Celtic great Johan Mjallby has been singing the praises of Hoops defender Kristoffer Ajer.

The Norwegian centre back has had a breakthrough season in Glasgow. Despite initially breaking into the side back in December 2017, Ajer has really kicked on and arguably has become the club’s number one defender.

He’s had a fantastic 41 appearances for club and country this season, and has become one of our most reliable players. His dominance in the air is matched by his composure on the ball. Regardless of whether it’s Simeon Jackson or Alfredo Morelos he’s up against, Ajer has proven he can bully them all.

Kristoffer Ajer has become a leader this season? (Ian MacNicol/Getty Images)

Mjallby isn’t surprised by the development of him either. Speaking in the Scotsman, he revealed that he’s been waiting for this kind of breakthrough from the young Norwegian.

“I’ve seen a lot of him and I’ve actually been waiting on him exploding, to a certain degree. He caught my eye when he started to play.

“Now he’s got more experience and he’s probably maturing a lot as well. He’s got every chance of becoming a top, top player some day.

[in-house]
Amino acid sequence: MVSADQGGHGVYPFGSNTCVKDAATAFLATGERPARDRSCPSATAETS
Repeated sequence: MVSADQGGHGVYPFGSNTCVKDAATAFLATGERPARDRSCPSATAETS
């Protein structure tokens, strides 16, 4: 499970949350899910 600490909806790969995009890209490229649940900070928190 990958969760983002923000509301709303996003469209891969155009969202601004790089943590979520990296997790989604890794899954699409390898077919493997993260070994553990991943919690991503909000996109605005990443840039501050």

“It’s important for Kristoff as he’s so young to improve his leadership qualities before he’s contemplating going to another league. He could definitely follow the same path as Van Dijk if he stays. He’s got every chance.”

Sky is the limit for Ajer

It’s easy to forget that Ajer is only 20. He has the class and composure of someone almost 10 years older, and he’s therefore turned out to be a stunning acquisition from the club.

The next step for him is to start stepping up in Europe. Celtic, as a football club, haven’t been impressive on the European scene for too long. Defensive mistakes are often at the heart of this, although Dedryck Boyata and Craig Gordon can often take most of the blame for that.

Ajer was sensational in Valencia, and could do with more standout performances in Europe (Richard Heathcote/Getty Images)

But Ajer has yet to seriously stand out in European competition the way he does domestically. It can be argued that his performances in Europe are a good barometer of where he truly is as a player right now.

But the sky is most certainly the limit for him. He has no right being as developed as he is at his young age. He’s popping up with vital blocks, crucial challenges, and is showing consistent leadership at the back.

It’s no wonder Mjallby rated him so highly. Could he therefore emulate Van Dijk? Why not?